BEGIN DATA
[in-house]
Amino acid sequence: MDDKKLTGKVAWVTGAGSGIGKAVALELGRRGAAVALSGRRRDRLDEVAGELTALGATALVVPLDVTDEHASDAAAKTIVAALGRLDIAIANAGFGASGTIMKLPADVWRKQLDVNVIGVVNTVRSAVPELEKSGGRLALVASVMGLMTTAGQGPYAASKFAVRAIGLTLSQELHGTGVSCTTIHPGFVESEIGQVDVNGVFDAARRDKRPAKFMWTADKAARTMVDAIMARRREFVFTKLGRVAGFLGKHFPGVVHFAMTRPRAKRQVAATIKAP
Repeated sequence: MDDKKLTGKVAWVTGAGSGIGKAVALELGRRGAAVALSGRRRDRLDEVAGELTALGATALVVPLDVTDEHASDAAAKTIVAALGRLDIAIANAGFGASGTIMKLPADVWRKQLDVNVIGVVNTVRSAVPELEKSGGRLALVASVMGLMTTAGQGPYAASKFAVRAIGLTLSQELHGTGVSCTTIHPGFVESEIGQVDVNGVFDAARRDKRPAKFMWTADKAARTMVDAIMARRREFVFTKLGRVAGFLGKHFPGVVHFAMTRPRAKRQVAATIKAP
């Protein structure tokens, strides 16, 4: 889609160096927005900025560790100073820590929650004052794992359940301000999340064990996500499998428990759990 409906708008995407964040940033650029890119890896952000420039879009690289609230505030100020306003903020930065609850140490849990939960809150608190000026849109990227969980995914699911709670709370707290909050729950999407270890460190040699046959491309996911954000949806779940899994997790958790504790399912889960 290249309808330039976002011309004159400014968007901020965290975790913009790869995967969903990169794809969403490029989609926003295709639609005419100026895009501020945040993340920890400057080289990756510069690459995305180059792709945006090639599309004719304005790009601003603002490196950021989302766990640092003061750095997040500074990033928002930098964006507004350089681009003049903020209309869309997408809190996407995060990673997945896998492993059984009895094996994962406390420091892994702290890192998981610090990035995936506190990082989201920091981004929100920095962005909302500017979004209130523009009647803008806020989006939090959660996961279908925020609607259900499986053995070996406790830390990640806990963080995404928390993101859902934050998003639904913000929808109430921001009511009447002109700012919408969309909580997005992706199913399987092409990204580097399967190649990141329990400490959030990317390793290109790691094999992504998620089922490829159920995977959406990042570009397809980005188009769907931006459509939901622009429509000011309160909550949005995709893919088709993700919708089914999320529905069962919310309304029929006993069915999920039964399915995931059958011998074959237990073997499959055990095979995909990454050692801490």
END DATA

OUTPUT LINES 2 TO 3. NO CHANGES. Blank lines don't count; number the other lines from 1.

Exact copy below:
Amino acid sequence: MDDKKLTGKVAWVTGAGSGIGKAVALELGRRGAAVALSGRRRDRLDEVAGELTALGATALVVPLDVTDEHASDAAAKTIVAALGRLDIAIANAGFGASGTIMKLPADVWRKQLDVNVIGVVNTVRSAVPELEKSGGRLALVASVMGLMTTAGQGPYAASKFAVRAIGLTLSQELHGTGVSCTTIHPGFVESEIGQVDVNGVFDAARRDKRPAKFMWTADKAARTMVDAIMARRREFVFTKLGRVAGFLGKHFPGVVHFAMTRPRAKRQVAATIKAP
Repeated sequence: MDDKKLTGKVAWVTGAGSGIGKAVALELGRRGAAVALSGRRRDRLDEVAGELTALGATALVVPLDVTDEHASDAAAKTIVAALGRLDIAIANAGFGASGTIMKLPADVWRKQLDVNVIGVVNTVRSAVPELEKSGGRLALVASVMGLMTTAGQGPYAASKFAVRAIGLTLSQELHGTGVSCTTIHPGFVESEIGQVDVNGVFDAARRDKRPAKFMWTADKAARTMVDAIMARRREFVFTKLGRVAGFLGKHFPGVVHFAMTRPRAKRQVAATIKAP